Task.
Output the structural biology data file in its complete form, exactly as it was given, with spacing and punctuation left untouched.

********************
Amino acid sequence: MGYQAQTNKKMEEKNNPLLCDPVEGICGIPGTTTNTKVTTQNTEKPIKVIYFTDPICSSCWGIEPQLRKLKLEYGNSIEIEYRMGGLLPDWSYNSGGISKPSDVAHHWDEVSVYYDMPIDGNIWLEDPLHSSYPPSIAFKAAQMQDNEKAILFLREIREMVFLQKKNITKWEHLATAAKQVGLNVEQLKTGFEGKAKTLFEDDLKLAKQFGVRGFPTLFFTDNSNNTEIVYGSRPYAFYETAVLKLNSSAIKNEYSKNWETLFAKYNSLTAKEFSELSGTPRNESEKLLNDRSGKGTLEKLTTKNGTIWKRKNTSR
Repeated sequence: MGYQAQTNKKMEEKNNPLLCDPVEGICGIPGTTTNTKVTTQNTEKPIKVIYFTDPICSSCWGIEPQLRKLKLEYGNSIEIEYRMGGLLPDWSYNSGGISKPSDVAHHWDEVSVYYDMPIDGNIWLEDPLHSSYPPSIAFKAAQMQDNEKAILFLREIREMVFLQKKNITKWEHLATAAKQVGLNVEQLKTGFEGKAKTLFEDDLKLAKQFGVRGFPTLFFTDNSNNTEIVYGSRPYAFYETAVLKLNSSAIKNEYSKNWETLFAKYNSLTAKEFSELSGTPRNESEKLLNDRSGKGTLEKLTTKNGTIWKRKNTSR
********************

Amino acid sequence: MGYQAQTNKKMEEKNNPLLCDPVEGICGIPGTTTNTKVTTQNTEKPIKVIYFTDPICSSCWGIEPQLRKLKLEYGNSIEIEYRMGGLLPDWSYNSGGISKPSDVAHHWDEVSVYYDMPIDGNIWLEDPLHSSYPPSIAFKAAQMQDNEKAILFLREIREMVFLQKKNITKWEHLATAAKQVGLNVEQLKTGFEGKAKTLFEDDLKLAKQFGVRGFPTLFFTDNSNNTEIVYGSRPYAFYETAVLKLNSSAIKNEYSKNWETLFAKYNSLTAKEFSELSGTPRNESEKLLNDRSGKGTLEKLTTKNGTIWKRKNTSR
Repeated sequence: MGYQAQTNKKMEEKNNPLLCDPVEGICGIPGTTTNTKVTTQNTEKPIKVIYFTDPICSSCWGIEPQLRKLKLEYGNSIEIEYRMGGLLPDWSYNSGGISKPSDVAHHWDEVSVYYDMPIDGNIWLEDPLHSSYPPSIAFKAAQMQDNEKAILFLREIREMVFLQKKNITKWEHLATAAKQVGLNVEQLKTGFEGKAKTLFEDDLKLAKQFGVRGFPTLFFTDNSNNTEIVYGSRPYAFYETAVLKLNSSAIKNEYSKNWETLFAKYNSLTAKEFSELSGTPRNESEKLLNDRSGKGTLEKLTTKNGTIWKRKNTSR